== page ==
At that point, the sweep settings have basically set up the inputs for a particular p-p input voltage regardless of the settings for the current or voltage settings for the part.

What that does not figure in, nor does it (at this point) allow you to do is understand the settings on the dials for current/voltage.  These are needed to reproduce the scale settings.  No idea where to get them, of course.

There's ways, but they get interesting and you may not be able to do them easily.  It depends on the circuitry inside, and all I'm working with is a "how it *should* work...."

Harvey

On 1/7/2020 4:29 PM, Matthew Hofmann wrote:
I have an old 575 like the one your brother has. I think I might do a little exploration into the circuitry to see how one might drive a pair of A/D converters to get the horiz & vert data.

-----Original Message-----
From: TekScopes@groups.io [mailto:TekScopes@groups.io] On Behalf Of Mlynch001
Sent: Tuesday, January 07, 2020 3:46 PM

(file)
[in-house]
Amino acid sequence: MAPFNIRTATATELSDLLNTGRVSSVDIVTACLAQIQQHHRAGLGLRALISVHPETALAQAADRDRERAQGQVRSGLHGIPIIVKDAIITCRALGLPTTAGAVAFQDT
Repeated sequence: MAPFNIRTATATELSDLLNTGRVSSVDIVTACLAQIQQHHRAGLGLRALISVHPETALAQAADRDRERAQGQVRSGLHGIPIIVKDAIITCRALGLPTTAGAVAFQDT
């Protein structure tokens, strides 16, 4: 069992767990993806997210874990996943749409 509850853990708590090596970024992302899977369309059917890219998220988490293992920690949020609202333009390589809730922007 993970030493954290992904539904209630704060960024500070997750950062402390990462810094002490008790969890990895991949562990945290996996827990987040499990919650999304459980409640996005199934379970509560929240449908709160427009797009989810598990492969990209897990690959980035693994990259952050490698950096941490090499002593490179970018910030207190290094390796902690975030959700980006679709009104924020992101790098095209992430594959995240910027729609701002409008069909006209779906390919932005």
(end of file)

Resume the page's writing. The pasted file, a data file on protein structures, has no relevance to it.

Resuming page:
To: TekScopes@groups.io
Subject: Re: [TekScopes] Tek 576 Curve Tracer USB port to a cpu ... ?

On Tue, Jan 7, 2020 at 02:29 PM, Matthew Hofmann wrote:

I assume that the 576 Curve Tracer doesn't have a USB interface and this guy
has somehow added one? Any idea how/where he tapped off of the 576 to
digitize the data on the CRT?
Matt,

Correct, No USB or other ports on the 576. It is from an age before USB was even a dream. There is a person who has accomplished this, yes. Where and How they tap in to get the data??? That is the $1 Million question, one we would like to discover the answer to. There must be some way to do it, but the cost of a commercial solution is steep. It is going to take some deep knowledge of the 576 and whatever method provides the interface. Some have suggested Arduino?


Re: 'Solder Rot'

Roy Thistle
 

On Tue, Jan 7, 2020 at 11:44 AM, DaveH52 wrote: